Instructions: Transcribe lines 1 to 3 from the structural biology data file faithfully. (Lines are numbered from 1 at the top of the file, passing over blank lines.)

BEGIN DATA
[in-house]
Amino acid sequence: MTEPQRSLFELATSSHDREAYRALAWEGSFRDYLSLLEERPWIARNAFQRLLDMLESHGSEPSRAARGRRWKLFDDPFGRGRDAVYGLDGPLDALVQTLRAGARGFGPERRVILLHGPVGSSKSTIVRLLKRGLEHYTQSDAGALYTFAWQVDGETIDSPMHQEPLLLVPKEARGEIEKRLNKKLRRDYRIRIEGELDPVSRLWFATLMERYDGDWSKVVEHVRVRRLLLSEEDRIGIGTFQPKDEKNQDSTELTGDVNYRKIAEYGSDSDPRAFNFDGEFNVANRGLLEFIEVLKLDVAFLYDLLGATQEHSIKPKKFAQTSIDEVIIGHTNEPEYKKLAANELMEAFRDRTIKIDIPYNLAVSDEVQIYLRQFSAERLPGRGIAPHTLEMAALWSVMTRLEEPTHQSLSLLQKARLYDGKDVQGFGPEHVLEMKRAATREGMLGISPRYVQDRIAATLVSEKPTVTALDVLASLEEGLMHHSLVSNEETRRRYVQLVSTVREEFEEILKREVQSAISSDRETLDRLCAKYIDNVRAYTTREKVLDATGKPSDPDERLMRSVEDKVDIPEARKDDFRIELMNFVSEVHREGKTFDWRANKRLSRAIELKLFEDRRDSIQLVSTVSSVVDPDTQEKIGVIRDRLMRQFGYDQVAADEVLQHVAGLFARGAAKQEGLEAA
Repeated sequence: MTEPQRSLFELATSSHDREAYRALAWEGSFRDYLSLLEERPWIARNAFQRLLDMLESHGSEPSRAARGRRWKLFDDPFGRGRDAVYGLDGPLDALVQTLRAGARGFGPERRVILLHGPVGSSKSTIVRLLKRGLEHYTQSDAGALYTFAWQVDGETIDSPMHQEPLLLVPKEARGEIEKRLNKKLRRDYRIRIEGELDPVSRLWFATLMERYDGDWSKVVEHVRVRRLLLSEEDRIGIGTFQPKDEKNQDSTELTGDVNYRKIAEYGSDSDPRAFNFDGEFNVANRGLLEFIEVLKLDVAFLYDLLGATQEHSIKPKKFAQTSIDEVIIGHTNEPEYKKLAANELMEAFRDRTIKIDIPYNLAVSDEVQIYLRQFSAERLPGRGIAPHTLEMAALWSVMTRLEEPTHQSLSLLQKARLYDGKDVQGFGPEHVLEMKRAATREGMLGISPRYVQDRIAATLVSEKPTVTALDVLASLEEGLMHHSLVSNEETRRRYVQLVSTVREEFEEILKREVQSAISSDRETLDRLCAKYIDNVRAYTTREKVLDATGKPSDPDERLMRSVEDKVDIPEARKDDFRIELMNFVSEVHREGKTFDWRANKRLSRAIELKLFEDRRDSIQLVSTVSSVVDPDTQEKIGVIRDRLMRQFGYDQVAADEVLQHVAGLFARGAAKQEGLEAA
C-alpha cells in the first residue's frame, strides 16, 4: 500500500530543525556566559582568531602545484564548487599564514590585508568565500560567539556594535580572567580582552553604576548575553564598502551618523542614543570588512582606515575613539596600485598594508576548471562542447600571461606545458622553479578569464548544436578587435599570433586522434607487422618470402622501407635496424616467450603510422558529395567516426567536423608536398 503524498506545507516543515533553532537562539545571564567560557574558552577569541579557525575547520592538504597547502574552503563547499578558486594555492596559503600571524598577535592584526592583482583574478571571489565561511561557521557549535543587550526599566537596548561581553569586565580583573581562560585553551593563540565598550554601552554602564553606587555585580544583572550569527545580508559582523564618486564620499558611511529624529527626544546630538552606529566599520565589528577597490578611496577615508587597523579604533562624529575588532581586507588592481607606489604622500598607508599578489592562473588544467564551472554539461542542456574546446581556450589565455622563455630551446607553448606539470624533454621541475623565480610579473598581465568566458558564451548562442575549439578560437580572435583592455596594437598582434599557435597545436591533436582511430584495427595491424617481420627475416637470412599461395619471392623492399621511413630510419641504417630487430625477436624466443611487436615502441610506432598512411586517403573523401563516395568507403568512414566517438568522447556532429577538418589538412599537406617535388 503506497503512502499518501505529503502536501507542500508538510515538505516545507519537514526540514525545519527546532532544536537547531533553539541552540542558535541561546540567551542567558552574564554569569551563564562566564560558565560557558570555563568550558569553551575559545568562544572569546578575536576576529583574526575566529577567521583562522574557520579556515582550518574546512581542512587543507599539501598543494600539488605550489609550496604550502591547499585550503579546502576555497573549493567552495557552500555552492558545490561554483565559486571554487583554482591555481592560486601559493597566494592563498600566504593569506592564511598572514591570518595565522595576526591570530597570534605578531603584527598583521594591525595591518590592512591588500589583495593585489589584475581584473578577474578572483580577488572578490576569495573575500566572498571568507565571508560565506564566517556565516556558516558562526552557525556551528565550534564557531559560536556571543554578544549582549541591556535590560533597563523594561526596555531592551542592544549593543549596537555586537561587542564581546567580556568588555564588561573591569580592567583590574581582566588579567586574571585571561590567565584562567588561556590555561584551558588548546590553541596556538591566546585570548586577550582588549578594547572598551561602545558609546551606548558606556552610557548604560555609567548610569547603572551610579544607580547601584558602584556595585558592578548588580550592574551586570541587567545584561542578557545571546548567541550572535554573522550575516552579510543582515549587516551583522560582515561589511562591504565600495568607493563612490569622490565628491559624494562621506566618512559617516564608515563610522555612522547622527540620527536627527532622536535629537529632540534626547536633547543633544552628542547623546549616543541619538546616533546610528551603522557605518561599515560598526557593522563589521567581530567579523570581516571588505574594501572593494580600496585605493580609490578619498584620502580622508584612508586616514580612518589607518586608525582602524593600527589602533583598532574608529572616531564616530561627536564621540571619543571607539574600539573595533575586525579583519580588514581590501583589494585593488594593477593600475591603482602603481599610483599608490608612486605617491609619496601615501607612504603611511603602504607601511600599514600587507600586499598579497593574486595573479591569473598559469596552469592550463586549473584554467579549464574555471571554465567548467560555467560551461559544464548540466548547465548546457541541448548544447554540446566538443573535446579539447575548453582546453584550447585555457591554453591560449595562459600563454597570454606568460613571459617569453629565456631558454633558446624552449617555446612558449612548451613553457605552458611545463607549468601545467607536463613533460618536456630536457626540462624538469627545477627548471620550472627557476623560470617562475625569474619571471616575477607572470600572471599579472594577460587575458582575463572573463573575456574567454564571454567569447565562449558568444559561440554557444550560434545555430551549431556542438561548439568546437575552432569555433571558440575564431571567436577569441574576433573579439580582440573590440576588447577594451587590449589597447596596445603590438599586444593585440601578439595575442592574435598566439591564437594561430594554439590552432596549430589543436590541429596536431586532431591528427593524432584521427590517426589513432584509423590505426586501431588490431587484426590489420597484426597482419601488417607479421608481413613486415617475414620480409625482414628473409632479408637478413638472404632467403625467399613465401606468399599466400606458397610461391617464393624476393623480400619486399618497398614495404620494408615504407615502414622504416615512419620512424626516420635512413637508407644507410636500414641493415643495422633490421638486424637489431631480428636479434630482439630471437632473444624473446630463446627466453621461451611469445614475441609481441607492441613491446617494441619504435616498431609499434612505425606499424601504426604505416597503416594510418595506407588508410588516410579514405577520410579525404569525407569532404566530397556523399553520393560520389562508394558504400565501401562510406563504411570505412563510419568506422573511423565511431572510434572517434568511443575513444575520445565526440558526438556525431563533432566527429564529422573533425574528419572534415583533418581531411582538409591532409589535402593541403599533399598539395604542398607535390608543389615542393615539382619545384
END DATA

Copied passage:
[in-house]
Amino acid sequence: MTEPQRSLFELATSSHDREAYRALAWEGSFRDYLSLLEERPWIARNAFQRLLDMLESHGSEPSRAARGRRWKLFDDPFGRGRDAVYGLDGPLDALVQTLRAGARGFGPERRVILLHGPVGSSKSTIVRLLKRGLEHYTQSDAGALYTFAWQVDGETIDSPMHQEPLLLVPKEARGEIEKRLNKKLRRDYRIRIEGELDPVSRLWFATLMERYDGDWSKVVEHVRVRRLLLSEEDRIGIGTFQPKDEKNQDSTELTGDVNYRKIAEYGSDSDPRAFNFDGEFNVANRGLLEFIEVLKLDVAFLYDLLGATQEHSIKPKKFAQTSIDEVIIGHTNEPEYKKLAANELMEAFRDRTIKIDIPYNLAVSDEVQIYLRQFSAERLPGRGIAPHTLEMAALWSVMTRLEEPTHQSLSLLQKARLYDGKDVQGFGPEHVLEMKRAATREGMLGISPRYVQDRIAATLVSEKPTVTALDVLASLEEGLMHHSLVSNEETRRRYVQLVSTVREEFEEILKREVQSAISSDRETLDRLCAKYIDNVRAYTTREKVLDATGKPSDPDERLMRSVEDKVDIPEARKDDFRIELMNFVSEVHREGKTFDWRANKRLSRAIELKLFEDRRDSIQLVSTVSSVVDPDTQEKIGVIRDRLMRQFGYDQVAADEVLQHVAGLFARGAAKQEGLEAA
Repeated sequence: MTEPQRSLFELATSSHDREAYRALAWEGSFRDYLSLLEERPWIARNAFQRLLDMLESHGSEPSRAARGRRWKLFDDPFGRGRDAVYGLDGPLDALVQTLRAGARGFGPERRVILLHGPVGSSKSTIVRLLKRGLEHYTQSDAGALYTFAWQVDGETIDSPMHQEPLLLVPKEARGEIEKRLNKKLRRDYRIRIEGELDPVSRLWFATLMERYDGDWSKVVEHVRVRRLLLSEEDRIGIGTFQPKDEKNQDSTELTGDVNYRKIAEYGSDSDPRAFNFDGEFNVANRGLLEFIEVLKLDVAFLYDLLGATQEHSIKPKKFAQTSIDEVIIGHTNEPEYKKLAANELMEAFRDRTIKIDIPYNLAVSDEVQIYLRQFSAERLPGRGIAPHTLEMAALWSVMTRLEEPTHQSLSLLQKARLYDGKDVQGFGPEHVLEMKRAATREGMLGISPRYVQDRIAATLVSEKPTVTALDVLASLEEGLMHHSLVSNEETRRRYVQLVSTVREEFEEILKREVQSAISSDRETLDRLCAKYIDNVRAYTTREKVLDATGKPSDPDERLMRSVEDKVDIPEARKDDFRIELMNFVSEVHREGKTFDWRANKRLSRAIELKLFEDRRDSIQLVSTVSSVVDPDTQEKIGVIRDRLMRQFGYDQVAADEVLQHVAGLFARGAAKQEGLEAA